Coachella 2011 Coverage: Day 2, Part 2


Some dude getting in the way of my totally awesome wide angle Coache11a sunset shot. Thanks, bro.

Artist Covered:

Arcade Fire

Following Mumford & Sons the night grew darker and cooled off significantly (thank you lord), and I went and got some food while I caught glimpses Animal Collective’s psychedelic slideshow on the giant Main Stage monitors. By food, of course, I mean a waffle cheesecake/ice-cream sandwich (with whip cream and sprinkles, obviously). Let me just say I was given a fork and knife to eat it. I know—it was a monster. And so, the time inevitably came when basically the entire festival ventured over to the Main Stage to see Arcade Fire, and those sorry ones who didn’t see the set were…well…sorry. Yeah.


Arcade Fire catching flies. Silly Arcade Fire, there are no flies there. Close your mouths!

Anyways, on we focus on emerging and new artists, so an entire article dedicated to the awesomeness of Arcade Fire doesn’t really seem to fit the bill. However, it is in the context of a festival, which we DO cover, so that helps. Also, I couldn’t help but think of some of the recent acts I’ve covered while watching this set, especially Little Tybee and Noughts and Exes. Both bands have a sort of orchestral and grand sound to them, much like Arcade Fire, and I didn’t make this connection until I saw this show.

This brings me to another point of how excited I am about new and emerging bands and their sound. Unlike a lot of critics who live to bash the “uninspired, unoriginal” new music being produced, I think if new acts take hints from the likes of Arcade Fire, The Black Keys, Foals, Crystal Castles, etc. than there will be incredible, full sounding, innovative new artists. Don’t get me wrong—I don’t want replicas or tributes—I want amalgams of originality and other artists’ genius. Call me an optimist, but I really believe there are a ton of amazing bands and artists to look up to and be inspired by as a rookie.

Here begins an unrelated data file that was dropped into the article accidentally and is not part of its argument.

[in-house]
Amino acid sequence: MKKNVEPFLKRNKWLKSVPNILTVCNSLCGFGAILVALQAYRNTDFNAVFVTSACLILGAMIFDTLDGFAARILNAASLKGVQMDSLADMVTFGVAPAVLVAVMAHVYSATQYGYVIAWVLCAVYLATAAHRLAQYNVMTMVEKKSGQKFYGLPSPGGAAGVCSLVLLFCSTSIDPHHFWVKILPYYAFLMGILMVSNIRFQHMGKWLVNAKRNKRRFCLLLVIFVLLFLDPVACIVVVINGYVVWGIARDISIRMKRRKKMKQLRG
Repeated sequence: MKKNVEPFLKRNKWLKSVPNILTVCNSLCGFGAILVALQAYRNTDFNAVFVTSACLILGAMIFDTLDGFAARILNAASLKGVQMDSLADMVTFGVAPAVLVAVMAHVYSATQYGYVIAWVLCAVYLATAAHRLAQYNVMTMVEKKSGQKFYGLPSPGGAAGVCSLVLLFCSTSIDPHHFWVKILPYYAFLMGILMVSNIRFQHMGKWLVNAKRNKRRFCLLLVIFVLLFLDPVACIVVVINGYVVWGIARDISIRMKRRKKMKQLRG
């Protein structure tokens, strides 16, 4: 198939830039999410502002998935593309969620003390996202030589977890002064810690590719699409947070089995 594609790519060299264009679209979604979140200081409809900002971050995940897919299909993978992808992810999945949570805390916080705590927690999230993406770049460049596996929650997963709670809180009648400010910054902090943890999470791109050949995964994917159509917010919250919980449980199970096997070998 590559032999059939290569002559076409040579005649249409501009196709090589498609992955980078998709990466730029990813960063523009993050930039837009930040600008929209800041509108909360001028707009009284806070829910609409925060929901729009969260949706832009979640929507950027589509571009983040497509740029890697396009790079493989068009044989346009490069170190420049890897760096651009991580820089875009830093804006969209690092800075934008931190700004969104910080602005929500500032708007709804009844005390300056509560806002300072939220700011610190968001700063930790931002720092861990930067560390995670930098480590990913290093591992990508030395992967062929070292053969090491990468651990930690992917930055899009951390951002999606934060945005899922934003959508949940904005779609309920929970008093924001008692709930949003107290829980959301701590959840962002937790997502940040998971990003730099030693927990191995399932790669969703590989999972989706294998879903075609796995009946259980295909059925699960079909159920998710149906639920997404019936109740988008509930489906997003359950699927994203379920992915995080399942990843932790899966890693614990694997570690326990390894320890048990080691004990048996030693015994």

Like, totally trippy, am I right?

As for the set, where do I even begin. The septet took the stage before what seemed like 30,000 (minimum) people, and amazingness ensued. The entire set is kind of an epic blur to me, so I’m just going to fire off what happened. There was a big marquee with lights that read “ARCADE FIRE: THE SUBURBS” and some video footage played of kids on bikes and idyllic scenes. Singer/multi-instrumentalist Régine Chassagne wore a sparkly gold dress that I couldn’t keep my eyes off of and sung like a freaking angel. “Sprawl II (Mountains Beyond Mountains)” is forever impressed in my mind as the most connective and mind-blowing song, the opening of “We Used to Wait” was haunting and unforgettable. Win Butler was sweaty and somehow apologetic-looking despite the beautiful voice leaving his mouth. “Rebellion (Lies)” from Funeral was an incredible and crowd-revving throwback. At the end, hundreds, thousands of giant white balloon-orb things fell from above the stage, and I was sure at this point I was dreaming. They soon began to change colors red blue green white purple, and they were bounced around the audience like ethereal beach balls. When the set was over it felt like no one moved. No one wanted it to end. It was utterly unforgettable. The sounds of violins and voices and keys and guitars and accordions just loomed in my ears and my brain. I was wrapped in an orchestral blanket of awe. How’s that for histrionic.

Like I’ve said before, I’ve always liked the music, found it innovative and enjoyable, but this live performance breathed a new blood into it, gave it life, and I listen to Arcade Fire in a completely different way now.